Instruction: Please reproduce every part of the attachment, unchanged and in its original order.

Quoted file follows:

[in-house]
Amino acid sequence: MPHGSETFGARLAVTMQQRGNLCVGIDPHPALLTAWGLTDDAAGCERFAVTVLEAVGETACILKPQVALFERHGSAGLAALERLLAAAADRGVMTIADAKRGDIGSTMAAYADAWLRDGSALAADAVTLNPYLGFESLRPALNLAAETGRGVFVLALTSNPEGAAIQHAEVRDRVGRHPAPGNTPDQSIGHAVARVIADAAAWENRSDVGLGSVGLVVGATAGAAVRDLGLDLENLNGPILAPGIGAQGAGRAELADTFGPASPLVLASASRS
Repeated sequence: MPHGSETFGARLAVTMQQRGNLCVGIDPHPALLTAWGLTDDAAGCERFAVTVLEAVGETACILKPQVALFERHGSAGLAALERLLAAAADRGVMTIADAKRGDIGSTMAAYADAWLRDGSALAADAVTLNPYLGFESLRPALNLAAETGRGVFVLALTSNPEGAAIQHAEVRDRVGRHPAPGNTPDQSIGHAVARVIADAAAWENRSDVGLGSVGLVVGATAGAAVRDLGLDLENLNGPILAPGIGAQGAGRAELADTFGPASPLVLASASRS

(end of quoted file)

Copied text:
[in-house]
Amino acid sequence: MPHGSETFGARLAVTMQQRGNLCVGIDPHPALLTAWGLTDDAAGCERFAVTVLEAVGETACILKPQVALFERHGSAGLAALERLLAAAADRGVMTIADAKRGDIGSTMAAYADAWLRDGSALAADAVTLNPYLGFESLRPALNLAAETGRGVFVLALTSNPEGAAIQHAEVRDRVGRHPAPGNTPDQSIGHAVARVIADAAAWENRSDVGLGSVGLVVGATAGAAVRDLGLDLENLNGPILAPGIGAQGAGRAELADTFGPASPLVLASASRS
Repeated sequence: MPHGSETFGARLAVTMQQRGNLCVGIDPHPALLTAWGLTDDAAGCERFAVTVLEAVGETACILKPQVALFERHGSAGLAALERLLAAAADRGVMTIADAKRGDIGSTMAAYADAWLRDGSALAADAVTLNPYLGFESLRPALNLAAETGRGVFVLALTSNPEGAAIQHAEVRDRVGRHPAPGNTPDQSIGHAVARVIADAAAWENRSDVGLGSVGLVVGATAGAAVRDLGLDLENLNGPILAPGIGAQGAGRAELADTFGPASPLVLASASRS